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Chitang, idol

By Jullie Y. Daza

SHE explained the Filipino psyche to Filipinos and the world in 10 words. Filipinos spent “300 years in the convent and 50 years in Hollywood.”

Not everyone quoting her words knows whom they are quoting, not that it mattered to the Carmen Guerrero Nakpil who was a god to students of literature, journalism, and history, and before whom genuflecting was the only correct pose to assume. Back when writing meant more than stringing words together whether they made sense or not, Chitang was infallible, authoritative, an intellectual force but snappily readable. She was a goddess to many but she was my idol, the idolatry a result of my mother’s instruction that I read her columns in the original Manila Chronicle. Mrs. Nakpil was an interesting lady that I should meet, if only I knew where to bump into her.

The chance came – a miracle! – many years later when we seemed to, ahem, move in the same newspaper circles, though from my point of view the distance in lightyears made her an unreachable star. We met socially a few times – the Chronicle threw more parties than the Times – and then, another miracle, she invited me to be her traveling companion (Paris to Prague!). My idol the worldly traveler became my friend; I was not ashamed to have serious fun with her.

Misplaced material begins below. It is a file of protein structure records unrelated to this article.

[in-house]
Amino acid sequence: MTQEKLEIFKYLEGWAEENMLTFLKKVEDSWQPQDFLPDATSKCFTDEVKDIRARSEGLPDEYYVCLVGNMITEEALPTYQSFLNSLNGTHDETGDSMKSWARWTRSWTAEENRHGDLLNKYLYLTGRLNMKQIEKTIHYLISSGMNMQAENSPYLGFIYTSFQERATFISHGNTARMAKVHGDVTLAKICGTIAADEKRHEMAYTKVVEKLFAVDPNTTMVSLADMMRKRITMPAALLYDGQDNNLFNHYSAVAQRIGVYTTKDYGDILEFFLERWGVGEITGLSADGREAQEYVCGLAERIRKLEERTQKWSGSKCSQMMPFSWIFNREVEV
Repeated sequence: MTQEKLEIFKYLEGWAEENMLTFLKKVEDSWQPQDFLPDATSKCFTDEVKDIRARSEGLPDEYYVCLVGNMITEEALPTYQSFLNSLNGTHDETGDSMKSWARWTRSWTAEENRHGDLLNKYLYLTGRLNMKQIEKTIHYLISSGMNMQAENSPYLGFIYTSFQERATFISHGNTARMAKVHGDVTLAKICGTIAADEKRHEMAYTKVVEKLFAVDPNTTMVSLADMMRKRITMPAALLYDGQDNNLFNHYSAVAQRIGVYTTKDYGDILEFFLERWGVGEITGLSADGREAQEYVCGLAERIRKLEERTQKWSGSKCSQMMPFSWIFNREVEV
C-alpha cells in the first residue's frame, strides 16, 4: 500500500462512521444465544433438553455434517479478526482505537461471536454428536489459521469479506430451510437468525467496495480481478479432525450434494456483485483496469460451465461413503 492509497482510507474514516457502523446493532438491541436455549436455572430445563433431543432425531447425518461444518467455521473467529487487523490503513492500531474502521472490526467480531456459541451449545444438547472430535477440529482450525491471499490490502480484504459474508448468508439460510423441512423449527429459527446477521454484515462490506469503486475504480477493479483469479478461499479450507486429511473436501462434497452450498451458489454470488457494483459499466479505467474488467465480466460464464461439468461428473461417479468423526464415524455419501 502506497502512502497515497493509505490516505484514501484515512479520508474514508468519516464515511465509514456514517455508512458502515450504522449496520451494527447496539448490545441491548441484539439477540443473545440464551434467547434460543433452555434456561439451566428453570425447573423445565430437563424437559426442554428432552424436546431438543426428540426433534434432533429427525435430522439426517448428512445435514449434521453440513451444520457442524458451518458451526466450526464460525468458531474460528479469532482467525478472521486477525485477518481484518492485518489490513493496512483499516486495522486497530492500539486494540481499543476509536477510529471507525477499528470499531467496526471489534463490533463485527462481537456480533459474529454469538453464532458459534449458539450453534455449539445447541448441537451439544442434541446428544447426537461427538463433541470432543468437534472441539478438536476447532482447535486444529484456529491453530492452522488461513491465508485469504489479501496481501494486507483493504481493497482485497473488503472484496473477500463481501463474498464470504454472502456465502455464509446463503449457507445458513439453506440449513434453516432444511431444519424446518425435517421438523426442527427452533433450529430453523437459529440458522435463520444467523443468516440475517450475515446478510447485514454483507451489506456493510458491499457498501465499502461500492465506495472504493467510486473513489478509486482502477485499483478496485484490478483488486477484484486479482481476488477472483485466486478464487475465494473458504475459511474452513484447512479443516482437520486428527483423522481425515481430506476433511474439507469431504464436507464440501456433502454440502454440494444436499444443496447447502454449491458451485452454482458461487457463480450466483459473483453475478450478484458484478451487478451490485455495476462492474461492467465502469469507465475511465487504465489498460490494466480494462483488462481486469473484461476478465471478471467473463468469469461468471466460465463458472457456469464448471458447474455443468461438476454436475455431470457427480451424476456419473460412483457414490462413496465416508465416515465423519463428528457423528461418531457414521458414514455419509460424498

Her bosom buddies were JV Cruz and Adrian Cristobal, writers like herself whom she would outlive by decades. Chitang wrote elegant essays with a sardonic turn of phrase, but when she was talking with you, she was earthy, human, aha!, gracious, frank but not unkind. Her sentences were crunchy like chicharon flavored with vinegar and spices, yet her sarcasm was not bitter. She gaily mocked important people with the hilarity expected of a stand-up comedian.

There was a celebrity who tried very hard to be a Celebrity by dancing sans underwear on tabletops. Chitang said, “She’s not pretty enough.” Filipino men, she noted, “don’t have nice legs.” Separation a fact of life? “The no. 1 cause is not infidelity but stinginess,” spoken with the certitude of a papal bull.

Lord, give Chitang a seat near you for some of the best conversations You will ever hold with a mortal.

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